Besides being an extremely well-written crash course in what went on in Iraq at the outset of the current war, Michael Goldfarb's superb book describes the beautiful friendship that developed between him & his extraordinary interpreter while Goldfarb was covering the war in Iraq. Goldfarb has been a voice of reason on NPR for many years; anyone familiar with his first rate radio work will easily be able to hear him telling this story -- he writes the way he talks: the voice is engaging, precise & always lucid. He has a gift for describing even the most complicated events in a way that the general reader can readily understand. As engaging & personable as Goldfarb is himself, he never lets you forget that the real hero is Ahmad, an amazingly resilient & likeable fellow -- a man of honor & courage & of incredible personal warmth.

Despite the cruel tribulations recounted in the story, the book is notable for its gladness of spirit -- it isn't grim & forbidding -- quite the contrary: Ahmad's story is a sad one, but the man himself was not a sad person, & certainly not one given to self-pity. He is full of life & enthusiasm & you will be glad to meet him.
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12 of 13 people found the following review helpful By Mr. Howard I. Schuman on August 16, 2005
Format: Hardcover
Of all the articles and books that I've read concerning the modern history of Iraq, none has affected me as much as Michael Goldfarb's wonderful new work. Goldfarb brilliantly interweaves the history of Iraq with life story of his interpreter Ahmad--his suffering, joy, hopes seemingly fulfilled by the fall of Saddam, hopes corroded by the miscalculations and lack of planning by the American government. No matter which side of the Iraqi debate a reader has taken, this is a book that challenges all pre-conceived ideas. Perhaps even more importantly, it is a shattering personal story written with enomrous skill and perception by an exceptional journalist.
Essential reading.
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3 of 3 people found the following review helpful By Jason Cooper on February 20, 2006
Format: Hardcover
This book is the author's tribute to the late Ahmad Shawkat, a Kurdish translator who worked with Goldfarb when we was covering the war in Iraq for WBUR radio. Goldfarb is a London-based reporter for the American public radio station; he first met Shawkat shortly before the fall of Saddam Hussein's regime in 2003.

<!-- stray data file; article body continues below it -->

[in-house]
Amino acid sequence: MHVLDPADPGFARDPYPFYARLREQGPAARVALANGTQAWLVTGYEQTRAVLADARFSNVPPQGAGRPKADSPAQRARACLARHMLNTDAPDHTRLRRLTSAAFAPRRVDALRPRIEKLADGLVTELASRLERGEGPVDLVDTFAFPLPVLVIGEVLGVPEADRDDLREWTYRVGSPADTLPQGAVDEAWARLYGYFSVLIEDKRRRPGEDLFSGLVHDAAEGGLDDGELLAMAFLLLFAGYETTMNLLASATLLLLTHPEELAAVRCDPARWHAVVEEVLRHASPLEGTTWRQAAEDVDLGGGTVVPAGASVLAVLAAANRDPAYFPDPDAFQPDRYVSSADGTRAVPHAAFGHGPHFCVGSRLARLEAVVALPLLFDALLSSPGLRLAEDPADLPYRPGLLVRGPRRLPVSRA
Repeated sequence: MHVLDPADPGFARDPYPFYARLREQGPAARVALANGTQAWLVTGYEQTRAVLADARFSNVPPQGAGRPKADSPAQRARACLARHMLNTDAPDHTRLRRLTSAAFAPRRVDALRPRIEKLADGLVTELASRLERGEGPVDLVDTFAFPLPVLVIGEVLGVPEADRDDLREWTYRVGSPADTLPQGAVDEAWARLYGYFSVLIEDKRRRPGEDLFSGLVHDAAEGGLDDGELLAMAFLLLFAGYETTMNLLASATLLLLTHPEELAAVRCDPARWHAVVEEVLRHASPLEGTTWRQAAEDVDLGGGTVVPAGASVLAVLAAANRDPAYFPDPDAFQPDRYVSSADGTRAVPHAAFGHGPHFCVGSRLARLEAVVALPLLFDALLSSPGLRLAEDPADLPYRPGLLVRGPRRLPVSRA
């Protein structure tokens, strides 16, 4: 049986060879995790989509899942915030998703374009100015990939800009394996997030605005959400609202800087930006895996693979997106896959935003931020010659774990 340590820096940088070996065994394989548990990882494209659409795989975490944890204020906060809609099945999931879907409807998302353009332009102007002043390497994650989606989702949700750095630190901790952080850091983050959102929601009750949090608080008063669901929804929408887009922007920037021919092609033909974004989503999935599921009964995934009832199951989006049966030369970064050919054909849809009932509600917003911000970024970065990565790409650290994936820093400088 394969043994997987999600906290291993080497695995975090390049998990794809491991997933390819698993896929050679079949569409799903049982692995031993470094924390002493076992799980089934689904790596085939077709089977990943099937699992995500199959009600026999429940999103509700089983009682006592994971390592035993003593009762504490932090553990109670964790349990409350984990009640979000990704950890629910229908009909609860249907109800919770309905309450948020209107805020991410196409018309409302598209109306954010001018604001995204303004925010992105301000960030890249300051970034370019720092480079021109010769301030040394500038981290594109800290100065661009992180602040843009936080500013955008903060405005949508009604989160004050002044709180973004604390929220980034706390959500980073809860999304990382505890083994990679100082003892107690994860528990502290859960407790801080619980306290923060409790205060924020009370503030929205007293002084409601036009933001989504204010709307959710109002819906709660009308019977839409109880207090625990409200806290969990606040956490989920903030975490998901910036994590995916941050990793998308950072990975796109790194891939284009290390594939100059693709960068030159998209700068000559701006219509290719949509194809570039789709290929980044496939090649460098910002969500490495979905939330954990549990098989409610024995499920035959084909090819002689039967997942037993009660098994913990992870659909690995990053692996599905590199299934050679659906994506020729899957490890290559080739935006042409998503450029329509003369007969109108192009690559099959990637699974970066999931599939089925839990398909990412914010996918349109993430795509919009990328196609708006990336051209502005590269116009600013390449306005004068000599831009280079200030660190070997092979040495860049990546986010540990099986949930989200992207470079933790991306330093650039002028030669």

Goldfarb was more than a man who knew the language. As an intellectual, he had moved in revolutionary circles for many years, agitating against Hussein's government. He had been captured, imprisoned and tortured on a couple of occasions and once even met the dictator. As a Kurd, he rejected the sectarian leanings of many of his people in favor of a single, unified nation. As Goldfarb explains, Ahmad Shawkat was uniquely qualified not only to translate words but to provide context to what the reporter was seeing and hearing on the streets of a new Iraq.

The first section of the book follows the two men together as Goldfarb reports on the war for public radio. (His dispatches can be heard on WBUR's Inside Out web site.) The last section is the story of Shawkat's tragic death at the hands of an assassin and the months after when the author returns to the war-torn country. The middle section, Ahmad's Life, is the author's reconstruction of his translator's story. From his early life as a bookish boy through college and into adulthood, the reader learns to know a man who never stopped searching for the answers in life, and the solutions, whether they be of a political or a religious nature.

Goldfarb's own take on the war in Iraq may surprise some readers. Although he is very critical of the Bush administration's handling of the post-war situation, the author and reporter initially supported U.S. action there in the belief that the Iraqi people could be freed.
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Format: Hardcover
Ahmad's War, Ahmad's Peace: Surviving Under Saddam, Dying In New Iraq is an outstanding book that inspires and educates.

The story centers around the United States' invasion of Iraq and the subsequent overthrow of Saddam Hussein and Ahmad Shawkat, an Iraqi Kurd. Ahmad is an intellectual, a reader, a writer, a husband, and a father. He's had many different ups and downs throughout his life in a country that didn't quite value its intellectuals and often times tried to silence them.

As told by Michael Goldfarb, a British journalist in Iraq to cover the war, the story is both beautiful and heartbreaking. Going behind the scenes, Mr. Goldfarb shows us the life in Iraq from the perspective of a native.

Very few books remain neutral on the subject of Iraq War. Goldfarb manages to do so well. I highly recommend picking this one up.